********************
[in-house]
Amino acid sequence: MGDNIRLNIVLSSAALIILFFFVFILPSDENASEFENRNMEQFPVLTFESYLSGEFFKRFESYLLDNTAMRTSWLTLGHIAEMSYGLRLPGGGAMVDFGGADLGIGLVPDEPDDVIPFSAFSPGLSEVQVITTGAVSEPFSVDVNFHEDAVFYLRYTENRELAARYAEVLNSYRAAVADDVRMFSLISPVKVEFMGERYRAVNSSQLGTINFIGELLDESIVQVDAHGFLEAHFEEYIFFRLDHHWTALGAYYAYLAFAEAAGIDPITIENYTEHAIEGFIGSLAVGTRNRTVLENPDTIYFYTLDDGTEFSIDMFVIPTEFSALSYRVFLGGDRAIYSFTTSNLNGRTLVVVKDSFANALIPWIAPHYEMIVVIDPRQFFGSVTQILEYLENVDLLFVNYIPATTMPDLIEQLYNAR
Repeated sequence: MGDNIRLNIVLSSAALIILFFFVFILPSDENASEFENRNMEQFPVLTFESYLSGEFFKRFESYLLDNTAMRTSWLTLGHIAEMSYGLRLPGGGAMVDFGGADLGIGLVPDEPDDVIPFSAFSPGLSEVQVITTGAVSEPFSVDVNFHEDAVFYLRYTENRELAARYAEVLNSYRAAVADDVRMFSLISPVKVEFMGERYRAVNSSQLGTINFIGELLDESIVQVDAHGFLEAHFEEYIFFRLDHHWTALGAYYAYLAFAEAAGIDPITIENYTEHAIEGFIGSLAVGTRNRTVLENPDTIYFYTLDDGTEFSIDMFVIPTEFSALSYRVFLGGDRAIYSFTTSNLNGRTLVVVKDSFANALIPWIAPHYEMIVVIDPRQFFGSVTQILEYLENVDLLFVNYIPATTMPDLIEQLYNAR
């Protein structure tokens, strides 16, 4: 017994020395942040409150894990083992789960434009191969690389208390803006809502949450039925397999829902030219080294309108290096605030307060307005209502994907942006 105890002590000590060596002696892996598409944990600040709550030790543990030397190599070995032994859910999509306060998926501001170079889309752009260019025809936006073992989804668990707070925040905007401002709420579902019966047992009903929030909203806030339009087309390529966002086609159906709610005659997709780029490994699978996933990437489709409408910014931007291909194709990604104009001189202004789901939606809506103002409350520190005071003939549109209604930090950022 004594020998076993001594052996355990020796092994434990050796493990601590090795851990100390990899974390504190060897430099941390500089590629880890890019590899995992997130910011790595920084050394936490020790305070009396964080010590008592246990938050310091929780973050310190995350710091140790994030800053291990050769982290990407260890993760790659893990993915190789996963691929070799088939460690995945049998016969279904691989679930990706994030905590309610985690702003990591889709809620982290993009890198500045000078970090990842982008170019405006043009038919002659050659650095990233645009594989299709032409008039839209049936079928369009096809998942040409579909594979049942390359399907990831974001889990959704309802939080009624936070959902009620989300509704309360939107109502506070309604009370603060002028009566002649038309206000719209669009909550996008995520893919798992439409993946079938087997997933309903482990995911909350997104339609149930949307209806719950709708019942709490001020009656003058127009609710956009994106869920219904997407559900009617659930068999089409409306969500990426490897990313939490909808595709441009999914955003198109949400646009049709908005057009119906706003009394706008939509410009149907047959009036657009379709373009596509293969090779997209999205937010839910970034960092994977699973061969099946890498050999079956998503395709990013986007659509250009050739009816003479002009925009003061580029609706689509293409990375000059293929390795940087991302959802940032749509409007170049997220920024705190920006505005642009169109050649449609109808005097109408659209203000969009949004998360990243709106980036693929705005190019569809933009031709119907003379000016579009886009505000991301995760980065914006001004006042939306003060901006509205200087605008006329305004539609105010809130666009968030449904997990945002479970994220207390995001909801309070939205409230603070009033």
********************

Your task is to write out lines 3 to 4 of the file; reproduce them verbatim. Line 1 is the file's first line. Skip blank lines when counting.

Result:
Repeated sequence: MGDNIRLNIVLSSAALIILFFFVFILPSDENASEFENRNMEQFPVLTFESYLSGEFFKRFESYLLDNTAMRTSWLTLGHIAEMSYGLRLPGGGAMVDFGGADLGIGLVPDEPDDVIPFSAFSPGLSEVQVITTGAVSEPFSVDVNFHEDAVFYLRYTENRELAARYAEVLNSYRAAVADDVRMFSLISPVKVEFMGERYRAVNSSQLGTINFIGELLDESIVQVDAHGFLEAHFEEYIFFRLDHHWTALGAYYAYLAFAEAAGIDPITIENYTEHAIEGFIGSLAVGTRNRTVLENPDTIYFYTLDDGTEFSIDMFVIPTEFSALSYRVFLGGDRAIYSFTTSNLNGRTLVVVKDSFANALIPWIAPHYEMIVVIDPRQFFGSVTQILEYLENVDLLFVNYIPATTMPDLIEQLYNAR
């Protein structure tokens, strides 16, 4: 017994020395942040409150894990083992789960434009191969690389208390803006809502949450039925397999829902030219080294309108290096605030307060307005209502994907942006 105890002590000590060596002696892996598409944990600040709550030790543990030397190599070995032994859910999509306060998926501001170079889309752009260019025809936006073992989804668990707070925040905007401002709420579902019966047992009903929030909203806030339009087309390529966002086609159906709610005659997709780029490994699978996933990437489709409408910014931007291909194709990604104009001189202004789901939606809506103002409350520190005071003939549109209604930090950022 004594020998076993001594052996355990020796092994434990050796493990601590090795851990100390990899974390504190060897430099941390500089590629880890890019590899995992997130910011790595920084050394936490020790305070009396964080010590008592246990938050310091929780973050310190995350710091140790994030800053291990050769982290990407260890993760790659893990993915190789996963691929070799088939460690995945049998016969279904691989679930990706994030905590309610985690702003990591889709809620982290993009890198500045000078970090990842982008170019405006043009038919002659050659650095990233645009594989299709032409008039839209049936079928369009096809998942040409579909594979049942390359399907990831974001889990959704309802939080009624936070959902009620989300509704309360939107109502506070309604009370603060002028009566002649038309206000719209669009909550996008995520893919798992439409993946079938087997997933309903482990995911909350997104339609149930949307209806719950709708019942709490001020009656003058127009609710956009994106869920219904997407559900009617659930068999089409409306969500990426490897990313939490909808595709441009999914955003198109949400646009049709908005057009119906706003009394706008939509410009149907047959009036657009379709373009596509293969090779997209999205937010839910970034960092994977699973061969099946890498050999079956998503395709990013986007659509250009050739009816003479002009925009003061580029609706689509293409990375000059293929390795940087991302959802940032749509409007170049997220920024705190920006505005642009169109050649449609109808005097109408659209203000969009949004998360990243709106980036693929705005190019569809933009031709119907003379000016579009886009505000991301995760980065914006001004006042939306003060901006509205200087605008006329305004539609105010809130666009968030449904997990945002479970994220207390995001909801309070939205409230603070009033």